USB Type C is a fully fledged standard now and devices with this connection will be out in the shops. But what exactly is USB Type C and how does it differ from other USB connections. It was created at roughly the same time as the new USB 3.1 standard however they revolve around completely different things. The type of the connector represents the physical plug and its pins, wires etc. While the USB specification (2, 3.1 etc) represent the technology standard such as the transfer speed, data signalling rate, power transfer rate (wattage and current send to USB devices) and many other supported technologies.
The big thing with USB type C, is the fact that the connection will be accepted by USB type C devices either way up. Doesn’t seem to make that much of a difference but most of us had had the experience of trying to plug in our mobile phone in the dark and once we have finally found the port with the connector we find its upside down. You then end up messing around trying to get it plugged in correctly. This can damage the phone or charger trying to get them connected the wrong way round. USB Type C takes away this problem.
USB Connection Types
Previous USB standards are shown above. From left to right we have micro USB type B, Mini USB type B, Standard USB type B, and the Standard USB Type A both male and female versions. As you can see none of the above are reverse-able connections. Even the USB type A connections which has a uniform shape, still needs to be placed the correct way round because of the way the pins are located.
Here we have the USB Type C cable. In a true USB Setup both ends of the cable will have the USB Type C connector. Most other cables will have the Type A connection on one end to make it fully compatible with most PC’s and laptop computers. Because of this and until it has been widely placed in to home computers, you will find that USB Type C cables will be available with standard Type A at the other end. True USB Type C cables can be used any way up as we have previously mention but they can also be interchanged end to end. There is no Male or Female end on a USB type C cable.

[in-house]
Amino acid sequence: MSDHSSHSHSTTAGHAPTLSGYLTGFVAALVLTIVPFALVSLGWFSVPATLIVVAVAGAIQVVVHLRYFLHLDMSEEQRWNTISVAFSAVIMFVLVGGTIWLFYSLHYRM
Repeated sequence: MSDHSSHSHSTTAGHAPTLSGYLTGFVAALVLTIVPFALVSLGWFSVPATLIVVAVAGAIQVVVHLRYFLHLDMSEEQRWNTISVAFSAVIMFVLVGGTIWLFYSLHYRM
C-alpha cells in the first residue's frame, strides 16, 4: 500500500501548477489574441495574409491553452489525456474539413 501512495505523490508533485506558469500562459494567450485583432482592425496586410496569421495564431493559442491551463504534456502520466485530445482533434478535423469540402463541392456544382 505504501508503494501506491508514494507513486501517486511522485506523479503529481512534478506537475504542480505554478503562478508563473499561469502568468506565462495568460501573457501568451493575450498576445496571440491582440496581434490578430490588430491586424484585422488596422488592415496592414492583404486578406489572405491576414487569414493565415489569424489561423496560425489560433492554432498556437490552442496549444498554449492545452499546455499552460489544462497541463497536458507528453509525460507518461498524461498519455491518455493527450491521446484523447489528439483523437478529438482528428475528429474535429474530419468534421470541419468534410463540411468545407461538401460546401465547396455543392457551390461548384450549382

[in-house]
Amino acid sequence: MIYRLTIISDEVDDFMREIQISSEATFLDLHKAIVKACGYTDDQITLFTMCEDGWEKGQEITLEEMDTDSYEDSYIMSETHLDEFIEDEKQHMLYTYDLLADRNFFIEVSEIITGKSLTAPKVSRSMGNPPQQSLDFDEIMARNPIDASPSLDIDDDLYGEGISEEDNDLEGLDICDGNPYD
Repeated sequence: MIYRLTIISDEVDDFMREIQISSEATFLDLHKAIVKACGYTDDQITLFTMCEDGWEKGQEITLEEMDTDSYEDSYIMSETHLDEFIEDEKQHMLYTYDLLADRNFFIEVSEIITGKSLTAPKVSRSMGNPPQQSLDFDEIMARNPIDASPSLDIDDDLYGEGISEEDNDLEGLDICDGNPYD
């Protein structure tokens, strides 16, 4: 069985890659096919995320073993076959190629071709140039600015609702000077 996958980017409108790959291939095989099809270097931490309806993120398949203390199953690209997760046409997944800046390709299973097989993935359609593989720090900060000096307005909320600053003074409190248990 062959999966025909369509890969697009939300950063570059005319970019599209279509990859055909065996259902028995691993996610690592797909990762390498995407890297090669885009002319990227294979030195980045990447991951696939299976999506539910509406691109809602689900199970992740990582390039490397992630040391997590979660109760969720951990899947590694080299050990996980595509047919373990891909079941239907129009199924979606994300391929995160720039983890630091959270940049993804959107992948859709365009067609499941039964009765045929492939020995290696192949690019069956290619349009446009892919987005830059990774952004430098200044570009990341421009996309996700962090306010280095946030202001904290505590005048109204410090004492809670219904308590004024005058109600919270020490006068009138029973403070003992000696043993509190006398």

Advantages of USB Type C
Other than the physical advantages of USB Type C, it has other advantages over the previous types as well. It supports the USB 3.1 standard, which gives 10Gbps max transfer rate and can provide up to 100W of power with a 5A current. This means that manufactures will be able to use the new port in order to power a laptop for example where 100W of power is easily enough. It also means that external hard drives and SSD’s can not only transfer data at 10Gpbs but it also means that the external device doesn’t require its own power supply as the USB port will be able to provide enough to keep it running. Add to that the cable is the same on both ends, this means as an end user you will not require many different cables for different devices.
USB Type C also supports Bi-Directional Power, which means that the same port can be used to charge a device or to be charged by a device. The same port and the same cable to do both will be very useful, especially when we are talking about portable devices. Not having to carry many cables and power cable will be very beneficial. At home you would be able to charge up a battery pack via USB on your laptop, then take it with you and re-charge your laptop via the same battery pack when you run low on juice.
The USB Standard
As USB revisions move on the, speeds and the power of the ports increases. To know how fast or how much power your USB ports are capable of at the moment, here is a table of some of the most popular USB revisions and the details of them.
|USB revision||Max Power Output||Max transfer Speed||Cable configuration||Direction of Power Transfer|
|USB 1.1||2.5V, 500mA, 1.25W||12Mbps||Type A – Type B||Host to Peripheral|
|USB 2.0||2.5V, 1.8A, 4.5W||480Mbps||Type A – Type B||Host to Peripheral|
|USB 3.0||5V, 1.8A, 4.5W||5Gbps||Type A – Type B||Host to Peripheral|
|USB 3.1||20V, 5A, 100W||10Gbps||Type C – Type C reversible||Bi-Directional|
(V – Volts), (A – Amps), (W – Watts), (Mbps – Mega-Bits per second), (Gbps – Giga-Bits per second)